In east-central Argentina a volunteer fire company formed in 1965 protects more than 380 square miles and more than 180,000 residents. That’s a tall order for any volunteer department. But in Maipu Mendoza, the volunteer fire department has continued to grow to meet the city’s changing needs.
In the mid 1970s, they swapped out their 40-year-old pumper for a new engine and acquired land for the current fire station. Now they have a staff of 98 men and women, with an especially high number of women serving as firefighters, support and cadets.
Another milestone year for Bomberos Voluntarios Maipu was 2016. That’s the year they reintroduced their cadet program, opened a station in their eastern district and formed a dedicated hazmat team.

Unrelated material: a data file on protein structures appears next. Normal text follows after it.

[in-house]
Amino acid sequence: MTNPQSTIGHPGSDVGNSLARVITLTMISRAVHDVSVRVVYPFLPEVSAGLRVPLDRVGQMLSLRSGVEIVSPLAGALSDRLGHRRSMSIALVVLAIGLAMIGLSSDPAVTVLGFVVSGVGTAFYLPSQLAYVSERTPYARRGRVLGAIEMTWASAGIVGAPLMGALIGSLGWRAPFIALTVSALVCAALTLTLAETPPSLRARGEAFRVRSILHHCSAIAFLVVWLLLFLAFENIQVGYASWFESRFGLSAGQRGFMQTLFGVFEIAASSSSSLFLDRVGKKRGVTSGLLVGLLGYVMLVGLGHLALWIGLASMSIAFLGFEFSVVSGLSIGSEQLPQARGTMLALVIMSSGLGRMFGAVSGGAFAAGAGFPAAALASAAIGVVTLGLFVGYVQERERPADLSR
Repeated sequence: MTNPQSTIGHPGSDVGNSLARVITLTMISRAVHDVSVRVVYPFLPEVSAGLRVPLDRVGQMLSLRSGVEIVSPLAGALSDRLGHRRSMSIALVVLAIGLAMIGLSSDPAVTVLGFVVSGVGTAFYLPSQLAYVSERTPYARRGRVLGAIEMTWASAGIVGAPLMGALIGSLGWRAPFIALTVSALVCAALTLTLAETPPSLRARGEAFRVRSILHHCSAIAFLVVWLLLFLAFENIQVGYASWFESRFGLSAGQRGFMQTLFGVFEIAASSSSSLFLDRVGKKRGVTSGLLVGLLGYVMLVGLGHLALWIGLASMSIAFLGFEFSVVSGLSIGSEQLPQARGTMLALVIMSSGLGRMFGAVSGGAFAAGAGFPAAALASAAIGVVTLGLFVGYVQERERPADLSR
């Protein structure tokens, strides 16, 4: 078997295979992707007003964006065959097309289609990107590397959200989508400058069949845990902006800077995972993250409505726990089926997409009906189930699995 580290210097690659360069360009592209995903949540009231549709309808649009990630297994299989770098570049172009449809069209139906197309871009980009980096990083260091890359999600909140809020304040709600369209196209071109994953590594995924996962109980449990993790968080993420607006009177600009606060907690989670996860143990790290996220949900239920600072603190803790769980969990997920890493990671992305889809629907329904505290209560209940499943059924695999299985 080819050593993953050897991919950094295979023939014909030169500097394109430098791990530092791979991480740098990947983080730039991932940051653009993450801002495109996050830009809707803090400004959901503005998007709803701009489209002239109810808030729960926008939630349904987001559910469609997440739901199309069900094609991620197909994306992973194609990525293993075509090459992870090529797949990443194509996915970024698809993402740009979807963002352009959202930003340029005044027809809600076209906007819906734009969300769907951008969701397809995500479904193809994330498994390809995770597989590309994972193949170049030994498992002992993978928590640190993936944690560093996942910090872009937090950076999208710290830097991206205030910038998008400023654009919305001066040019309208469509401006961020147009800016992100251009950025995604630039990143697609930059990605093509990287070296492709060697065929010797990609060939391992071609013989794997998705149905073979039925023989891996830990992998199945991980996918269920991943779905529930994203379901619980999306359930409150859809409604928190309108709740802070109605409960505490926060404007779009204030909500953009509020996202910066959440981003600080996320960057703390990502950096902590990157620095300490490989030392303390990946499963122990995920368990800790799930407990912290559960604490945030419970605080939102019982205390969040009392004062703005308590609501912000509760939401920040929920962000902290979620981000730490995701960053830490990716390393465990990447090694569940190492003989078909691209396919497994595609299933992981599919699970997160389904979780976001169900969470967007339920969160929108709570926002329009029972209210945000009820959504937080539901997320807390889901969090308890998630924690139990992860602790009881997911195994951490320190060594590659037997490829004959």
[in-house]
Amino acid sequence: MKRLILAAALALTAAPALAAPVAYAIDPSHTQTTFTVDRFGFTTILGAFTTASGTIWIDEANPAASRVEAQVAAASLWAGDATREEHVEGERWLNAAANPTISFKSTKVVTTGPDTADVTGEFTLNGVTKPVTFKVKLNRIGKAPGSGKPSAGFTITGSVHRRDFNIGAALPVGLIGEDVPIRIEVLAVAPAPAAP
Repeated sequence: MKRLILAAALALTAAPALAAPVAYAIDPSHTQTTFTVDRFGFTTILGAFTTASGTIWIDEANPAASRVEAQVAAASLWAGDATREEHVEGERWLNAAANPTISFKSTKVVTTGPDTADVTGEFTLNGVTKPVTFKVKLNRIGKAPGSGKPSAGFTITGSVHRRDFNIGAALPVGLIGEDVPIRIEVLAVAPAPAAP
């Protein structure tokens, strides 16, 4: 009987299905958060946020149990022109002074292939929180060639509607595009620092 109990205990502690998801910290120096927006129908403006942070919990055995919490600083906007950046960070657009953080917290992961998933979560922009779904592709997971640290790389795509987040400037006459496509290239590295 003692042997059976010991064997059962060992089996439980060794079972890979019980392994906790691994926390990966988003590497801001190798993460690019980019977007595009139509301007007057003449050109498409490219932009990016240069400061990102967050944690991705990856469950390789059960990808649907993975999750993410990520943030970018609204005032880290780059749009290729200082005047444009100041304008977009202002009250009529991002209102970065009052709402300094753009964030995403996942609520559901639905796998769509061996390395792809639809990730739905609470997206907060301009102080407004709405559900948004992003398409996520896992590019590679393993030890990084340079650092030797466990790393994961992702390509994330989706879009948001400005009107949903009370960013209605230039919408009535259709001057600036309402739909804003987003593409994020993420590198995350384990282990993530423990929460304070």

The 15-member hazmat team trains twice each month in house, which can include other departments and other volunteers not on the hazmat team.
While Maipu Mendoza is in an important winemaking area — it even houses a wine museum — it also has its share of industrial threats that keep the hazmat team on alert.
The team recently had a wildland fire at a gold mine site. And, as posted to Hazmat Nation, the team responded to a nitric acid spill in a factory in March 2020. That call, the team says, was its proudest moment of its short four-year life.
The team and the department receive municipal funding. Much like its humble beginnings starting with a 1936 Ford apparatus, acquiring necessary equipment remains the team’s greatest need. But, how many hazmat teams who have been together much longer would name the same need?